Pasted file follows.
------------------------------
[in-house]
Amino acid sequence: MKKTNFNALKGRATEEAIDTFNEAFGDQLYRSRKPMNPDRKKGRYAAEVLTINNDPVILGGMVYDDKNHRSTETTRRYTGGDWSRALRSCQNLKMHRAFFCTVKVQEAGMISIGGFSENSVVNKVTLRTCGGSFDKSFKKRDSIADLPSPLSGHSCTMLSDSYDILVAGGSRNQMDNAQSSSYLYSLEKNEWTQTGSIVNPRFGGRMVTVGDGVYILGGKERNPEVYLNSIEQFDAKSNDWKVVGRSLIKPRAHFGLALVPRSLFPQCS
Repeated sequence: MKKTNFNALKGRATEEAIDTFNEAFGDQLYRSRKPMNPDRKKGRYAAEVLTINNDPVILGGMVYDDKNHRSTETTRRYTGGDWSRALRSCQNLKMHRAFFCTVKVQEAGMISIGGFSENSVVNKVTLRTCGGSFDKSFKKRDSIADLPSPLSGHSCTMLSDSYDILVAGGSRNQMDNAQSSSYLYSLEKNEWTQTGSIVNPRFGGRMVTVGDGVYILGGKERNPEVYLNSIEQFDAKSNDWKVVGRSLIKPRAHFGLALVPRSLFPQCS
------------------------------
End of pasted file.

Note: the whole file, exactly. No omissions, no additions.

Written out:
[in-house]
Amino acid sequence: MKKTNFNALKGRATEEAIDTFNEAFGDQLYRSRKPMNPDRKKGRYAAEVLTINNDPVILGGMVYDDKNHRSTETTRRYTGGDWSRALRSCQNLKMHRAFFCTVKVQEAGMISIGGFSENSVVNKVTLRTCGGSFDKSFKKRDSIADLPSPLSGHSCTMLSDSYDILVAGGSRNQMDNAQSSSYLYSLEKNEWTQTGSIVNPRFGGRMVTVGDGVYILGGKERNPEVYLNSIEQFDAKSNDWKVVGRSLIKPRAHFGLALVPRSLFPQCS
Repeated sequence: MKKTNFNALKGRATEEAIDTFNEAFGDQLYRSRKPMNPDRKKGRYAAEVLTINNDPVILGGMVYDDKNHRSTETTRRYTGGDWSRALRSCQNLKMHRAFFCTVKVQEAGMISIGGFSENSVVNKVTLRTCGGSFDKSFKKRDSIADLPSPLSGHSCTMLSDSYDILVAGGSRNQMDNAQSSSYLYSLEKNEWTQTGSIVNPRFGGRMVTVGDGVYILGGKERNPEVYLNSIEQFDAKSNDWKVVGRSLIKPRAHFGLALVPRSLFPQCS